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2018 Si Seymour Award Recipient: Sharon A. Jones, CFRE, FAHP

Sharon A. Jones, CFRE, FAHP
Published:  10/25/2018

2018 Si Seymour Award recipient Sharon A. Jones, CFRE, FAHP, shared her story of involvement with the Association for Healthcare Philanthropy at the 2018 AHP Annual International Conference in San Diego, California. 

Sharon JonesGood afternoon:

Will all members who have attended the AHP Madison Institute please stand? Thank you.

Will all members who would like to teach at Madison, please stand? Faculty, here is the future! Thank you.

Will the past and current faculty members at Madison stand and remain standing.

I ask all of you to remain standing so that the audience can see the broad shoulders upon which I stand before you today — honored supporters, I thank you and please sit. 

Honored guests, Alice Ayres, president of AHP, officers and fellow board members of AHP, Mary Anne Chern, chair of the Si Seymour Selection Committee, committee members and other fellow Si Seymour Award winners. I thank you all for attending. It is a humbling and somewhat intimidating experience to celebrate this recognition with you.

I also think it appropriate that we open with wisdom from Si Seymour. He always said: “To seek credit is to lose it, and to avoid credit usually results in getting more than you really deserve.” This is wisdom we can all incorporate into our personal and professional lives.

In 1992, after a year on my first health care fundraising job, a vendor/partner called on me. Part of his sales approach was to encourage me to join AHP, an organization with which I could learn to become a successful fundraiser. Shortly thereafter, my organization, a standalone 325-bed community hospital, did join AHP. Today I share with you my journey of how I am standing before you today. My message is:  If I can do it, you can do it!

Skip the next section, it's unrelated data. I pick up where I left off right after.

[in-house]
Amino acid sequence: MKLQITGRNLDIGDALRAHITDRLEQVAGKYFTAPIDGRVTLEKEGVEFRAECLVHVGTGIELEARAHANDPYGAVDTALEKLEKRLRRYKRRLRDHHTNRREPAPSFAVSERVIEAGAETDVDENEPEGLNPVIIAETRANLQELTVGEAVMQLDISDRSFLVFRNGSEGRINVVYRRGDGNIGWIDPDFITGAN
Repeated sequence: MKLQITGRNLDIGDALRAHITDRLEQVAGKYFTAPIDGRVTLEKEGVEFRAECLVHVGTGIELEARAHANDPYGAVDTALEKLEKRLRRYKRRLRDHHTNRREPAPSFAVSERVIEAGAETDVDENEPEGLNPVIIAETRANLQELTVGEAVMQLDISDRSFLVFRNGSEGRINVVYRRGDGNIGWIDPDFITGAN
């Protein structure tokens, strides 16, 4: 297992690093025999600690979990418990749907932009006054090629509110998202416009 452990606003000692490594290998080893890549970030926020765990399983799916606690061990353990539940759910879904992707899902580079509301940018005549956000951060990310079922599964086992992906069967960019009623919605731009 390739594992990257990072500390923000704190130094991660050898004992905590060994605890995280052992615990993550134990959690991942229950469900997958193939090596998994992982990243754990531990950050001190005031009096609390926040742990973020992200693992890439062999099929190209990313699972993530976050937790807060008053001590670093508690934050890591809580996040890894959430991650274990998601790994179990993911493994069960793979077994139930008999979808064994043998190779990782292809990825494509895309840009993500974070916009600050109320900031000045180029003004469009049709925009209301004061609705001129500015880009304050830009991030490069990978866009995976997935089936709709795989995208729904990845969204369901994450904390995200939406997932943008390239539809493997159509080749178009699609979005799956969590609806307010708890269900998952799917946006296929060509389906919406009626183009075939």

I eagerly attended my first regional conference that year and learned how much I did not know about fundraising. One of the benefits of that conference was meeting fundraisers from throughout the southeast region. Following that regional conference, I attended my first International Conference, where some of the most outstanding fundraisers in the country were part of the faculty. I was impressed and in awe of their communication skills and diverse backgrounds. They will never know the lasting impact they had on me.

Several years later, I decided to attend the Madison Institute in the Major Gifts track taught by Brad Holmes. He was engaging and knowledgeable. Then, as now, the Institute was held in high and revered esteem. I met other faculty members, all of whom were very accomplished. I wondered to myself: What do I need to do to teach here?